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  • By Richard Katrovas

A Riff on Abstraction


"Evil is the systematic substitution of the abstract for the concrete."

Sartre


As in “concrete” as well as “abstract,” and though

I cannot help but wonder if a system,

constructed for the purpose of control,

contrasting with all systems found in nature,

is doomed to doom all that it must contain.


And how may we regard the paradox

Of systems grounded in desire for freedom?

The civilizing impulse is control

Of all that is sustaining and fecund.


Each child of mine I’ve held, fresh from the flesh

Of her mother, has been a joy incarnate,

The word made flesh to my decaying flesh,

An object of intense, sustained regard


Beyond the auspices of abstract nouns.

I wish each one freedom from her father.

As all dances are systems of movement,

I wish each one ecstatic movement through


The backstage doors of “pain” and “fear” and “sorrow,”

Onto the boards before an audience

Of angels, demons, and divine accountants

All weeping at the end, applauding madly.


Richard's forthcoming collection is entitled "The Woman with a Cat on Her Shoulder" from Carnegie Mellon University Press. His "Chained to a Tree: A Memoir in Essays about Poets and the Fools Who Love Them" is forthcoming at about the same time from Louisiana State University Press. He is the founding director of the Prague Summer Program, and teaches at Western Michigan University.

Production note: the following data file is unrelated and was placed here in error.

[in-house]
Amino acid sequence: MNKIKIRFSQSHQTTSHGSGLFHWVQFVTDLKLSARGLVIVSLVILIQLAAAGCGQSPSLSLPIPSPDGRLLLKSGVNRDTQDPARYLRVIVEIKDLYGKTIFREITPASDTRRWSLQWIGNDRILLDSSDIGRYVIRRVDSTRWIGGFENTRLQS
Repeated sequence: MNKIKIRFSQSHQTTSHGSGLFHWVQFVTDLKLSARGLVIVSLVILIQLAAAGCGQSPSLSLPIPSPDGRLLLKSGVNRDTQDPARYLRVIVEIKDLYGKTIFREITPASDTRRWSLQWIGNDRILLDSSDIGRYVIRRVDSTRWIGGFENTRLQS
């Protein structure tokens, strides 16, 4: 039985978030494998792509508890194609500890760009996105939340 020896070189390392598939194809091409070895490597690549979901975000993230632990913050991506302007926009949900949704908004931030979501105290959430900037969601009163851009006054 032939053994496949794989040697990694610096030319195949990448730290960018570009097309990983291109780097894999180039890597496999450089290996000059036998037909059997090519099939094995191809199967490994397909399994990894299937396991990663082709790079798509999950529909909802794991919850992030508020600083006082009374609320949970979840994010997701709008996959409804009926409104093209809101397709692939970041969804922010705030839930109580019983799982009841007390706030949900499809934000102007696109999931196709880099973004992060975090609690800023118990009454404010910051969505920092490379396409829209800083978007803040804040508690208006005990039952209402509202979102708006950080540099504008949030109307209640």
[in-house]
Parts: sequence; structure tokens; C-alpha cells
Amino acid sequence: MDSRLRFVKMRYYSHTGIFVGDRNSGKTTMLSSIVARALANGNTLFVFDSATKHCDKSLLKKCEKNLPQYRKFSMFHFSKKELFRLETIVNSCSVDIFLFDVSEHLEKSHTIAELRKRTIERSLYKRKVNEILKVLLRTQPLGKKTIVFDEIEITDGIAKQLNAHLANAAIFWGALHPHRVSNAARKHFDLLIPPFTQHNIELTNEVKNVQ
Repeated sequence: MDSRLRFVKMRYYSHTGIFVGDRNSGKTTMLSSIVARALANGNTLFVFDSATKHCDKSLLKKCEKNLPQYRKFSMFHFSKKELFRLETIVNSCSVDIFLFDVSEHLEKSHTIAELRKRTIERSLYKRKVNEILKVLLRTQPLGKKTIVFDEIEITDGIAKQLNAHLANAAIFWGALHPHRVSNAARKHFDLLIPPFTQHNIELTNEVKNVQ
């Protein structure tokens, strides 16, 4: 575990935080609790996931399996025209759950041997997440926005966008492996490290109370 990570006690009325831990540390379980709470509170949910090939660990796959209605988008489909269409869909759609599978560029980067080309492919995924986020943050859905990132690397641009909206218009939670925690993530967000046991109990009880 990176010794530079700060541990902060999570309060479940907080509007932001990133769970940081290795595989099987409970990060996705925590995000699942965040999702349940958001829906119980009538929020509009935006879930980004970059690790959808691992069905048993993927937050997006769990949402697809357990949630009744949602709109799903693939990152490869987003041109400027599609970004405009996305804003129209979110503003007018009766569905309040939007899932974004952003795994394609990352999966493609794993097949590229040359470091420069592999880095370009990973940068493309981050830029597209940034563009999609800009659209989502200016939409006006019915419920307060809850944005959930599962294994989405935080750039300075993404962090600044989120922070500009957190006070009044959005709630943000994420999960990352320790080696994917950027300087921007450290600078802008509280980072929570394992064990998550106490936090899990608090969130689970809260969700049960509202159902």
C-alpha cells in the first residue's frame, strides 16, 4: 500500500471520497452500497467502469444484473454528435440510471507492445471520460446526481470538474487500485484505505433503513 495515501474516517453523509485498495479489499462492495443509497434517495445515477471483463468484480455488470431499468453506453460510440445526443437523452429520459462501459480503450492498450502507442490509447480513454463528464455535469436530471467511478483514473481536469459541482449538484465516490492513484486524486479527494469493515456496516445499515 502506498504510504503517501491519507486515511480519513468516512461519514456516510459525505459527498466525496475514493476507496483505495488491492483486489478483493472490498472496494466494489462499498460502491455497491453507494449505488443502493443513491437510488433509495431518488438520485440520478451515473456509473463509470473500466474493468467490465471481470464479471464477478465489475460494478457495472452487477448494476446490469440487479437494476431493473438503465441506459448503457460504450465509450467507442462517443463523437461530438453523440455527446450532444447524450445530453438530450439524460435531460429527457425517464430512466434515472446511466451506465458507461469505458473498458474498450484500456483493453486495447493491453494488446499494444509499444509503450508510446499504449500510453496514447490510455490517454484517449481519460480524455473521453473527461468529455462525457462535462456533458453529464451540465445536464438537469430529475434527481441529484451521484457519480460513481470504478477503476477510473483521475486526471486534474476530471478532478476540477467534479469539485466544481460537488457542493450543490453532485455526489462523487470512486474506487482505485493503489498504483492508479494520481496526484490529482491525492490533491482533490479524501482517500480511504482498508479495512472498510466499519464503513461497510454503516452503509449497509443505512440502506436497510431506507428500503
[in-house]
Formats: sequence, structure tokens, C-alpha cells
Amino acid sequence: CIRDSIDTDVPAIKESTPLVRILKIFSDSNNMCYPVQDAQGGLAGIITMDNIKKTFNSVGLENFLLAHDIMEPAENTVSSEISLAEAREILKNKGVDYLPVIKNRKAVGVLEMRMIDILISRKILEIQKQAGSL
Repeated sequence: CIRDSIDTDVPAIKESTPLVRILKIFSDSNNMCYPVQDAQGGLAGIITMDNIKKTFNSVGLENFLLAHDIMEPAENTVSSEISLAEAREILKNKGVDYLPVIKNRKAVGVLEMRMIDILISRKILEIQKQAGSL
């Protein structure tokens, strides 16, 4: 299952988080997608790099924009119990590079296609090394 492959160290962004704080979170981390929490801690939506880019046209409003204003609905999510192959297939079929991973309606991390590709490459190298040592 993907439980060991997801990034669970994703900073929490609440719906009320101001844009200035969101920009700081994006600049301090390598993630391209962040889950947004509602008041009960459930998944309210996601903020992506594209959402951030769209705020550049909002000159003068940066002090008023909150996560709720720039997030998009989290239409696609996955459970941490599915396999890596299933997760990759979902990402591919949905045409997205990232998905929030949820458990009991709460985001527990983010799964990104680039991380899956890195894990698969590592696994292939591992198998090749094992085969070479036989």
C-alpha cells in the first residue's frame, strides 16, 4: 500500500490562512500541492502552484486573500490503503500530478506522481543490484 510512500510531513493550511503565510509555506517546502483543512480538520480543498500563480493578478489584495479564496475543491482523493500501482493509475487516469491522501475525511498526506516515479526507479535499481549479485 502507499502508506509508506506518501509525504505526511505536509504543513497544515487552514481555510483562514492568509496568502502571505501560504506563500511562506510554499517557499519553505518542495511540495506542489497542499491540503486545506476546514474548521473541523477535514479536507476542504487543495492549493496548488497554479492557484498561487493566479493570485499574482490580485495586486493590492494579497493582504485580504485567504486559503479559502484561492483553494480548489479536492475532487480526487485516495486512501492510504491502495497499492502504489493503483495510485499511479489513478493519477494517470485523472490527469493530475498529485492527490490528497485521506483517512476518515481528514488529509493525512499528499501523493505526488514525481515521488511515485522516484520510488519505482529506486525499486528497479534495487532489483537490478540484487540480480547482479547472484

6 Comments


drleach1953
May 12, 2021

This is a really great poem. It brings together a very profound philosophical and theological paradox with a very personal, subjective experience, resolving them in an act of selfless love. This is one of the best expressions of the idea that we are children of a loving God that I have ever seen. The final image makes you feel this truth deeply, as it touches the heart, not just the mind. Thank you.

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jm6783685
jm6783685
Jun 11, 2022
Replying to

I particularly like the way it exemplifies what it proclaims. We are so often told to avoid abstractions, yet here abstractions are used to very great effect, and are contrasted with the concrete in a very effective way. So that here mere concrete appearance comes as a wonderful shock. Which presumably mirrors the situation in real life. It is a poem that is difficult to understand on first reading and cries out for several rereadings. (Just like its subject presumably.) In this way it demonstrates that easy comprehension isn't necessarily the goal of poetic craft. Sometimes difficulty is precisely what one is looking for.

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jm6783685
jm6783685
May 01, 2021

This is more like it. A very fine poem indeed.

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jm6783685
jm6783685
May 02, 2021
Replying to

Well worth close study.

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